CANNES - Fans of New York-based writer-director (and lovingly adopted son of France) James Gray are getting a lot of bang for their, well, Euro at this year's Cannes Film Festival. His long-awaited new feature "The Immigrant" may be the main attraction, of course, but he also has a writing credit on Guillaume Canet's thriller "Blood Ties" -- a film that might be described as too James Gray for Gray to have directed himself. Between its elegiac genre qualities, its fuzzily gray visual textures, even its age-old tale of brothers on opposite sides of the law, it's a veritable checklist of attributes from the director's past films; small wonder it took a Frenchman to make it.

Not that Canet is blind to all other influence is this relatively skilful but stuffy exercise in impersonation. From the opening vinyl scratch that kicks off its diegetic jukebox soundtrack of 1960s and 1970s soul-rock gold, he cheerfully steals wholesale from the meaner-street output of Martin Scorsese too. That Scorsese, perhaps with a side of Sidney Lumet, can scarcely be avoided when talking about Gray's work makes "Blood Ties" a rather tangled game of charades, particularly what amounts to a remake of another, tight film -- 2008's "Rivals," in which Canet actually starred under the direction of compatriot Jacques Maillot,.

Between all these reference points, it's perhaps fair to say that the filmmaker least reflected in its nostalgic tough-guy strut (which, at 144 minutes, is perhaps more of a saunter) is Canet himself. The urgent pacing and unapologetic B-movie attitude that made his 2006 directorial breakout, the hit Harlan Coben adaptation "Tell No One" is largely absent here; if anything, the film suggests the soapy sprawl of his non-genre 2010 follow-up, "Little White Lies," may have settled in for the long haul. 

This degree of anonymous identifiability (or should that be the other way round?) has made "Blood Ties" a target of some of the festival's more casual opprobrium, though the film -- which was recently scooped for US distribution by Roadside Attractions -- does as little to earn outright scorn as outright praise. There's something agreeably, reassuringly old-fashioned about its diagrammatic construction and reliance on high-end star power to see its sluggish narrative through. The mainstream market has become sufficiently distended with concept-y franchises these days that there's something oddly noble about a standard adult potboiler.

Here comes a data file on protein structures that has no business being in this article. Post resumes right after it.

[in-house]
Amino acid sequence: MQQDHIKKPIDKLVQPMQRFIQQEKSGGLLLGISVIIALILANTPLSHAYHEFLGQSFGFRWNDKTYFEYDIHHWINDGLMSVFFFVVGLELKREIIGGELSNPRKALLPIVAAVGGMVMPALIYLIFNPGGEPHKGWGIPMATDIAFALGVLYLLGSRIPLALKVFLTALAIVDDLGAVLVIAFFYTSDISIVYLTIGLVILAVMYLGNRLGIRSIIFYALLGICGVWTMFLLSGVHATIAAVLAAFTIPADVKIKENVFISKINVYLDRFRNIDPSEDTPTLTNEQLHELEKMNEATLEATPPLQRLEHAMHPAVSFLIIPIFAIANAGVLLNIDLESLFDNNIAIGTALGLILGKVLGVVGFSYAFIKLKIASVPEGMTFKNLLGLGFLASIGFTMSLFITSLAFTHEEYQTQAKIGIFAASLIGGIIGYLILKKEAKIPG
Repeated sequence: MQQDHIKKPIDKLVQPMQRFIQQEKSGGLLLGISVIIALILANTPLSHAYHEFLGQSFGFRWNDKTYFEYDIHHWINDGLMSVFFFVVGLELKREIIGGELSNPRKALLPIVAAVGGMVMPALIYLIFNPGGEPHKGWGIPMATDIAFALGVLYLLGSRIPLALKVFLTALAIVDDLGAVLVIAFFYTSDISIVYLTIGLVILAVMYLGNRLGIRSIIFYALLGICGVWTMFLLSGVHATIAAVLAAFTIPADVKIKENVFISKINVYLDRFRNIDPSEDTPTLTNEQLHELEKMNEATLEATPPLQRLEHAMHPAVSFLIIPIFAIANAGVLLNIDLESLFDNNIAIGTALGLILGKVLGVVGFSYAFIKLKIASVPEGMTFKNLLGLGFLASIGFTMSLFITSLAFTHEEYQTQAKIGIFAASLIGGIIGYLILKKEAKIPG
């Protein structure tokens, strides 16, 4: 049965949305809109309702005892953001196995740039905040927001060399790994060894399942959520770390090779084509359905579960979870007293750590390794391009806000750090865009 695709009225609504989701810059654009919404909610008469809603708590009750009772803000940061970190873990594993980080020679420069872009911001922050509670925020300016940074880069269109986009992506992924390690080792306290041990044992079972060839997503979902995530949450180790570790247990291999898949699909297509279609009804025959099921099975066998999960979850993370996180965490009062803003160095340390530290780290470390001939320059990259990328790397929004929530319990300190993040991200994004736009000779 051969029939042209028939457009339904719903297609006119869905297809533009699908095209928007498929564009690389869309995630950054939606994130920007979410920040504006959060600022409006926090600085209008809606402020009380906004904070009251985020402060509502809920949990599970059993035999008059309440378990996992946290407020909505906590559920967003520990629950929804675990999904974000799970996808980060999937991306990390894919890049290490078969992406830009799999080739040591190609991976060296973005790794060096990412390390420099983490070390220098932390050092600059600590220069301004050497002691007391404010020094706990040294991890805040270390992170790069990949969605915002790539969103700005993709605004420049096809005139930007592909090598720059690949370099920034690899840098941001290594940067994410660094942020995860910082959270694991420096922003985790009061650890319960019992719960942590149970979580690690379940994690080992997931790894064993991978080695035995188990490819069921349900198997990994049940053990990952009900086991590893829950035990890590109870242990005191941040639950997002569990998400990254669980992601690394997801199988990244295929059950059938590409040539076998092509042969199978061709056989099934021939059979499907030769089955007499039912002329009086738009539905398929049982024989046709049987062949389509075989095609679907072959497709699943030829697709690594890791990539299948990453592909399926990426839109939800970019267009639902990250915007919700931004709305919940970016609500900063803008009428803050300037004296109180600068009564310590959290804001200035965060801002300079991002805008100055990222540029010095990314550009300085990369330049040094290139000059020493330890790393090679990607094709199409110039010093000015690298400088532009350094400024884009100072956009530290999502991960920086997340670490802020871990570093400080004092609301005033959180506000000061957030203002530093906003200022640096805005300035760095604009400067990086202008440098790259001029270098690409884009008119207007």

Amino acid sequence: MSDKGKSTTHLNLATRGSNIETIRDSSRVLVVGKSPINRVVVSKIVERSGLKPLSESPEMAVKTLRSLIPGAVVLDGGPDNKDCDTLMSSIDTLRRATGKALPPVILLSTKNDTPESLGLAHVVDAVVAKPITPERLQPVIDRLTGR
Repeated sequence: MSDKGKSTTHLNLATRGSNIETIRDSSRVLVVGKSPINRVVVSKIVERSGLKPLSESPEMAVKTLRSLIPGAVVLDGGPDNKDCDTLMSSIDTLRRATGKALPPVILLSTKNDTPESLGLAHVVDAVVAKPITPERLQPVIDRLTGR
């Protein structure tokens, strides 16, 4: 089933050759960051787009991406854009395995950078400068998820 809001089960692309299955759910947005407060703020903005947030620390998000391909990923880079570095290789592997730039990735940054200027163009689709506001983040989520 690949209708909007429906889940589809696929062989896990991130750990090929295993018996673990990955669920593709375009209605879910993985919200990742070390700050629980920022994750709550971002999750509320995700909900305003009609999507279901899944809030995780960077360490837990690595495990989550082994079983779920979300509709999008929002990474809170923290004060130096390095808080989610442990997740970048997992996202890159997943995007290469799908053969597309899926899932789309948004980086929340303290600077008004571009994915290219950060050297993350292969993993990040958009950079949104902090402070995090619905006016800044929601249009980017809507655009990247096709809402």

That's the (admittedly heavily qualified) good news; the bad news is that the pot stops boiling about halfway through this 1970s-set underworld family melodrama, dropping to a slow simmer as far too many narrative ingredients absorb the heat. Billy Crudup and Clive Owen play estranged brothers Frank and Chris -- a cop and career criminal, respectively, who become reluctantly entangled in each other's affairs, professional and personal, when Chris finally returns to the family stomping ground after nearly a decade in the clink. Chris's return to gangsterism (after the most cursory of attempts to go clean) places undue pressure on Frank's sterling police career, though their father (James Caan) won't hear a thing against the bad boy.

Women, written in such a way here that they may as well be called "dames," further crowd the proceedings. Unwillingly separated from his wife (an indeterminately accented Marion Cotillard, aka Mrs. Canet), a drug-addicted prostitute, Chris takes up with fragile receptionist Mila Kunis (not at her most convincing as a shy naif). Meanwhile, Frank gets deeply involved with a tricky ex: the wife (Zoe Saldana) of the hulking deadbeat (Belgian "Rust and Bone" sensation Matthias Schoenaerts) he just put away for weapons possession. 

Boasting a surprisingly credible Noo Yawk accent, it's the magnetic Schoenaerts who emerges from this overworked but under-tested ensemble with the most credit. In his first big-ticket assignment, he's perhaps hungrier to prove himself than his proficient co-stars, none of whom visibly spark either with the material or with each other. Even the leads, wearing their carefully selected period polyester as virtual camouflage, seem happy to recede into the film's evocative rust-and-dun production design, which carries an authentic whiff of Nixonian mildew; in his first production set and shot outside his homeland, it's the recreation of time and place that Canet seems most jazzed about.

The final result is diverting but inevitably derivative, with even Gray's own dialogue (co-written with Canet) sounding sometimes like genre play-speak. "I'm back in the New York groove," proclaims the film's opening song, though it's not strictly true: Gray never left, but Canet's just arrived, which may be why the French-produced "Blood Ties" still feels a tad jet-lagged.